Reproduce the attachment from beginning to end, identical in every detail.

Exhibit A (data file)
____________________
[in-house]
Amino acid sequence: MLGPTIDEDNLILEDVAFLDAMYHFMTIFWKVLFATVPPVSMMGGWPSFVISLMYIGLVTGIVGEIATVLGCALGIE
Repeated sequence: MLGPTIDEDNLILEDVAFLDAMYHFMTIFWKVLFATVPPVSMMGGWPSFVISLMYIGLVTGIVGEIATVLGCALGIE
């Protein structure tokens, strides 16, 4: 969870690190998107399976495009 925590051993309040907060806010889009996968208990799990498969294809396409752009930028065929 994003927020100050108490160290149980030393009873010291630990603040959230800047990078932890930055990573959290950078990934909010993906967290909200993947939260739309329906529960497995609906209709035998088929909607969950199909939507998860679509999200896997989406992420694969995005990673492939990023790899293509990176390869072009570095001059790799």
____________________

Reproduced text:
[in-house]
Amino acid sequence: MLGPTIDEDNLILEDVAFLDAMYHFMTIFWKVLFATVPPVSMMGGWPSFVISLMYIGLVTGIVGEIATVLGCALGIE
Repeated sequence: MLGPTIDEDNLILEDVAFLDAMYHFMTIFWKVLFATVPPVSMMGGWPSFVISLMYIGLVTGIVGEIATVLGCALGIE
């Protein structure tokens, strides 16, 4: 969870690190998107399976495009 925590051993309040907060806010889009996968208990799990498969294809396409752009930028065929 994003927020100050108490160290149980030393009873010291630990603040959230800047990078932890930055990573959290950078990934909010993906967290909200993947939260739309329906529960497995609906209709035998088929909607969950199909939507998860679509999200896997989406992420694969995005990673492939990023790899293509990176390869072009570095001059790799």